South-African-Dam-levels
South African Dam Levels are Better Than Last Year. Photo: YouTube Screenshot

Although the country’s dam levels have begun dropping slightly as the country approaches the dry winter season in inland provinces, they are comparatively 15% higher compared to the same period last year.

The Department of Water and Sanitation announced this morning that figures in their weekly report suggest that dam levels in general have risen to 85% this week.

“However, the department has cautioned against the rampant use of water as the country is not out of the woods yet from the previous drought,” it said in a statement. “Because of a regional low rainfall pattern, South Africa remains a water-scarce country and water must be treated as a scarce resource.”

The Free State dam levels are at 98.6%, whilst Gauteng is at 100%.


The Integrated Vaal River System (IVRS) – consisting of 14 dams in different provinces as well as inflows from Lesotho – has benefitted immensely from the recent heavy rains.

One of those dams is the Vaal Dam where the latest reading stands at 103% this week!

“However, it must be borne in mind that Gauteng and Northern Cape have the smaller and fewer dams compared to the Free State which has [the] three biggest dams in the country. Northern Cape dam levels were recorded at 90.9%, making it the third highest reading after Free State and Gauteng,” the department said.

At 87.1% Limpopo’s dam levels have increased by 17% from 70% in the corresponding period last year.

The Olifants Integrated River System has played a major role in increasing the province’s water levels. The system’s latest figures show that it has improved its water reservoir by 11% from 69.8% to 79.8% this year.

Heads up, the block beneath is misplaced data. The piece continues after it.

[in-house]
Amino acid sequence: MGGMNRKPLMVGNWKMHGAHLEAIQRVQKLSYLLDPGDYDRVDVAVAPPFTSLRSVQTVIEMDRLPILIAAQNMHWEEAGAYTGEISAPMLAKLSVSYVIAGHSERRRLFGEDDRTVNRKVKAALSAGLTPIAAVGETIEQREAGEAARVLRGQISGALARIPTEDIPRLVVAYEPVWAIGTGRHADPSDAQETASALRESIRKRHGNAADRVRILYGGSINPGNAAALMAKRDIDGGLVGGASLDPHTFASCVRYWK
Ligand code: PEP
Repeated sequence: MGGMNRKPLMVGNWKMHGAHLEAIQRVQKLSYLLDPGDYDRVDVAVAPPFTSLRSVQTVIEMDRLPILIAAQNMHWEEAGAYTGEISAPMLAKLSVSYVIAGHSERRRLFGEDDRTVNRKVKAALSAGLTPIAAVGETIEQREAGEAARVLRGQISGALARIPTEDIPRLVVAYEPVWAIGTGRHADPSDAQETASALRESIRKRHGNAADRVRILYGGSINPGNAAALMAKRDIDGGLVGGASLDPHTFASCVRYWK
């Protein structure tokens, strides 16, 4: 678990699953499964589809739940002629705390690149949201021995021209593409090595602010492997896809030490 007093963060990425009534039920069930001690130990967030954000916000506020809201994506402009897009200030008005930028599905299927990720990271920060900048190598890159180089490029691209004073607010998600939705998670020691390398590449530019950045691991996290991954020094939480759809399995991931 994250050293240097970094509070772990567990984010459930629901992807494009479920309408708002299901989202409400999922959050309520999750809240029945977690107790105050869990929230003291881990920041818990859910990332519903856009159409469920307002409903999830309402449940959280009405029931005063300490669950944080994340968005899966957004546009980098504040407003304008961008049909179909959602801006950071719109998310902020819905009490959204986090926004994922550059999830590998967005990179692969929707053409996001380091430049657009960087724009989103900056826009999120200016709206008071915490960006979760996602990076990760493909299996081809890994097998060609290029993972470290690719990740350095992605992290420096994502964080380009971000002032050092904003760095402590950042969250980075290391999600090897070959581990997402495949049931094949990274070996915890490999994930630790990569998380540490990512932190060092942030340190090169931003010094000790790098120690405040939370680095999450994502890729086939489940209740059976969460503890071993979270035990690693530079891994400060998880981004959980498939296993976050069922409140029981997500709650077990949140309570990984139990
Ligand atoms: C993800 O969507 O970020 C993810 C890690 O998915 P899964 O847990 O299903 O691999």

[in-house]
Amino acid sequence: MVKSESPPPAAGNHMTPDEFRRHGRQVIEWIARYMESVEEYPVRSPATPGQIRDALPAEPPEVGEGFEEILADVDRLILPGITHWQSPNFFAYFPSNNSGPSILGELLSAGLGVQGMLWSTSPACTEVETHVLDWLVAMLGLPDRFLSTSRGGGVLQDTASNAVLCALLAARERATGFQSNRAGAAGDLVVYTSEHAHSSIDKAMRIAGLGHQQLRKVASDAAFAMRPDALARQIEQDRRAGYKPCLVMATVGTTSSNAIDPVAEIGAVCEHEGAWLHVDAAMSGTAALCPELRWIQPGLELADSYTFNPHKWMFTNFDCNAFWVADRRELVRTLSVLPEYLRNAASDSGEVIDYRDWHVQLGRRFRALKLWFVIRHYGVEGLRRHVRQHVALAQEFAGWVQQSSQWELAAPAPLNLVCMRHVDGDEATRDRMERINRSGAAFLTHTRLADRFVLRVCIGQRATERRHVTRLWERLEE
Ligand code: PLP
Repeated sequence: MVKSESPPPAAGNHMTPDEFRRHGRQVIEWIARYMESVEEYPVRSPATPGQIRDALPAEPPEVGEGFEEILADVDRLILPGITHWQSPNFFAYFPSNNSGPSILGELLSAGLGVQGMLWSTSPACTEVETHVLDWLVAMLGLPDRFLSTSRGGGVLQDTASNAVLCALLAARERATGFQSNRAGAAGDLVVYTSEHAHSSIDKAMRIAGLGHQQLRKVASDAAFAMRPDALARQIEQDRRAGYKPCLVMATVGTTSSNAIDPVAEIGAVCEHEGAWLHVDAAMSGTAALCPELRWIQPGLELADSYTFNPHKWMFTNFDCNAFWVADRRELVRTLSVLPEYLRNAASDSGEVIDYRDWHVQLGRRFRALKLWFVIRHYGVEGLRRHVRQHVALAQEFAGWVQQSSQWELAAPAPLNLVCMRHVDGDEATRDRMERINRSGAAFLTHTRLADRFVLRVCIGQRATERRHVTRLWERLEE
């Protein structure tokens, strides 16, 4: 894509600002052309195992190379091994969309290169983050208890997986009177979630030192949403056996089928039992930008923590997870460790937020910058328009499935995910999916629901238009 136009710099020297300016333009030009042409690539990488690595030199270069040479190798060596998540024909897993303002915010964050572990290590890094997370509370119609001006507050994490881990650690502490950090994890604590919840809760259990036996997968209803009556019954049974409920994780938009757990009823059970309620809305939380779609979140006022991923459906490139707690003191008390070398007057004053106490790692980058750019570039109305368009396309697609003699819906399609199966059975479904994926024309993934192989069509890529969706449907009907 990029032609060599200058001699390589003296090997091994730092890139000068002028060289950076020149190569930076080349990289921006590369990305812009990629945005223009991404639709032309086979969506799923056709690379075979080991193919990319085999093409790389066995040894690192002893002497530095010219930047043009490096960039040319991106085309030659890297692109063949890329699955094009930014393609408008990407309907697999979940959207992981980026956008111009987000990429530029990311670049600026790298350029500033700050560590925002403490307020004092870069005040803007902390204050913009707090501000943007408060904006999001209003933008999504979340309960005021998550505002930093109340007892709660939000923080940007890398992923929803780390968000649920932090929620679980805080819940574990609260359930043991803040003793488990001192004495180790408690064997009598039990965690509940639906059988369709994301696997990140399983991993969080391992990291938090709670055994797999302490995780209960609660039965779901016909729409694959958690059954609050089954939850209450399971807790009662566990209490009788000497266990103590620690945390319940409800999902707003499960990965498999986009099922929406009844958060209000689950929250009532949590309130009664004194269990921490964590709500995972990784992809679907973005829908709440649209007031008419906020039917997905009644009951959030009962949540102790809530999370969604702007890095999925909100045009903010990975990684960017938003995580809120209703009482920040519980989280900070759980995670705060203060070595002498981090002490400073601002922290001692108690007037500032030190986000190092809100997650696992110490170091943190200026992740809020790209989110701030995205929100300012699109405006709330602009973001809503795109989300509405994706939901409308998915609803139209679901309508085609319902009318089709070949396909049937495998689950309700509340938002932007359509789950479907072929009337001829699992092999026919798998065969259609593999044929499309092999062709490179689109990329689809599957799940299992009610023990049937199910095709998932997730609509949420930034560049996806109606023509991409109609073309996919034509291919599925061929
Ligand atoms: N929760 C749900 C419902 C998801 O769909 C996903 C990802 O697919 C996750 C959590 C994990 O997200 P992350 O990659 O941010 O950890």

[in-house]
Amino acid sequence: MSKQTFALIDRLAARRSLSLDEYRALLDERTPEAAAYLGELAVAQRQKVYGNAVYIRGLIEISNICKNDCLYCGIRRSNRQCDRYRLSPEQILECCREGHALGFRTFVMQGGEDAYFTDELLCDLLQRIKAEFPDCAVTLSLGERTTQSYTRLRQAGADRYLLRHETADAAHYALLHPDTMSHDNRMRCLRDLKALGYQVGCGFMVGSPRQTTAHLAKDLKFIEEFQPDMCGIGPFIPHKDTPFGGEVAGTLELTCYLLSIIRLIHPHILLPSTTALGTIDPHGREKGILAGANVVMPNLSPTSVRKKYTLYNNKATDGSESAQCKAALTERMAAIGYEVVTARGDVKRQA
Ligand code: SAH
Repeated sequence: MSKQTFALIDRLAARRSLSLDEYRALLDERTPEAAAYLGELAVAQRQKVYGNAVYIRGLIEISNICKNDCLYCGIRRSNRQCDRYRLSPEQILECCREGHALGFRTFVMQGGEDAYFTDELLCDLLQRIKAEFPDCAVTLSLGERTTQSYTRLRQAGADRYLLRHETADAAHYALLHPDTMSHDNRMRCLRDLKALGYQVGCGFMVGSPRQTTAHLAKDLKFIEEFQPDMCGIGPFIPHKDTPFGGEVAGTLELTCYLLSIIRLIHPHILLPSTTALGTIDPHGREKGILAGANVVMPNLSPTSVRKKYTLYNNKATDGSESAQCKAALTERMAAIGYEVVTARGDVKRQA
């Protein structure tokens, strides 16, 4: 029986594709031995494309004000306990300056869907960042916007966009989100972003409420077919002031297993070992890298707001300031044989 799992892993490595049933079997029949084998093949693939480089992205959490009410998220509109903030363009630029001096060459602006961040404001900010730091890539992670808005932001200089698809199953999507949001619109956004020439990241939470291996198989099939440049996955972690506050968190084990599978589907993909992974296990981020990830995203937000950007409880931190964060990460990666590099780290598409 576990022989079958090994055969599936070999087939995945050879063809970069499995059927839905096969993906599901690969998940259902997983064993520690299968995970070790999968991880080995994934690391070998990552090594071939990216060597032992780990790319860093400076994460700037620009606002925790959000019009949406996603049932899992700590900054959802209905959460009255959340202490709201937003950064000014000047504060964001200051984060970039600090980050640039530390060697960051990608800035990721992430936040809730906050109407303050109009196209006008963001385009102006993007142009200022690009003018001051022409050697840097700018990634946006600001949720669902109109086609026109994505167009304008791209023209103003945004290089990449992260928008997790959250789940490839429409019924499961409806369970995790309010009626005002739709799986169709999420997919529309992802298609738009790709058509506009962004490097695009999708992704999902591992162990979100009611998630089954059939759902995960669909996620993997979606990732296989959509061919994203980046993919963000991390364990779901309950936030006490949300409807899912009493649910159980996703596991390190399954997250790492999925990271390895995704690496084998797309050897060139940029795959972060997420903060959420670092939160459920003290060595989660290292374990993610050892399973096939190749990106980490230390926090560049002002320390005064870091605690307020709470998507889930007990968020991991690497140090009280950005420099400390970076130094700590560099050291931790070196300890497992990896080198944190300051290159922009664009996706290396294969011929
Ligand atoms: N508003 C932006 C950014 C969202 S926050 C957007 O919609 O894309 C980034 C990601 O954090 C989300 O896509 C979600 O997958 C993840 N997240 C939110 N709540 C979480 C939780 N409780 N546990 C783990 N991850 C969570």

“Mpumalanga occupies the middle of the table with its dam levels recording 87.8%, a 12.5% improvement compared to last year’s 75.3%. Inkomati-Usuthu River System on the Lowveld boosted the province’s water levels by filling up the dams to 79.8%,” the department said.

Meanwhile, the North West province’s dams also increased by 12.5% from 69.5% to 81.4% this week.

“Pre-winter rains in the Western Cape increased dam levels to 53.3% compared to 39.9% reading of the same period last year. The figure represents a 15% increase of water levels.”

The Western Cape Water System which supplies Cape Town and its surroundings dropped from 69.7% to 68.6% week on week, whilst it is still higher than the 55.3% of a year ago.

“The Breede-Gouritz Water Management Area stands at 48.1% this week, slightly down compared to 48.8% a week ago. However, winter rains that are expected at the end of next month are expected once again to fill up the dams.”

The drought-prone Eastern Cape dam levels remain unchanged from last week’s recordings of 54.3%, indicating continued difficulty with rainfall.

“For the past four years, large parts of the province have experienced severe drought conditions that reached a crisis level in 2020. This led to the provincial government declaring the province a disaster area. The situation is particularly dire in Nelson Mandela Bay where the dams have dropped below 10%,” the department said.

KwaZulu-Natal dam levels are stable at 73.8% from last week’s 73.7%. Last year dam levels were slightly lower at 62.9%. The Umgeni Water Supply System has seen a minimal increase this week at 85.1% from 84.5% recorded last week. Dams within the System are also considerably above average with the Midmar Dam at 100.0% of capacity. The Nagle and Albert-Falls Dams presently stand at 85.1% and 54.9% respectively. Inanda Dam has recorded a level of 99.5%, while the Spring Grove Dam is at 97.8%. The Spioenkop is at 100.1%, Ntshingwayo at 81.2%, Zaaihoek at 81.0 and Woodstock is at 98.9% as these dams remain unchanged from last week’s levels. Hazelmere Dam has slightly declined from 55.1% last week to 54.4% in the current week. Compared to a similar period last year, it stood at 58.4%. Also on a downward spiral is the Mearns Dam at 81.0% from 92.7%. This time last year, it was overflowing at 121.2%.

SAnews.gov.za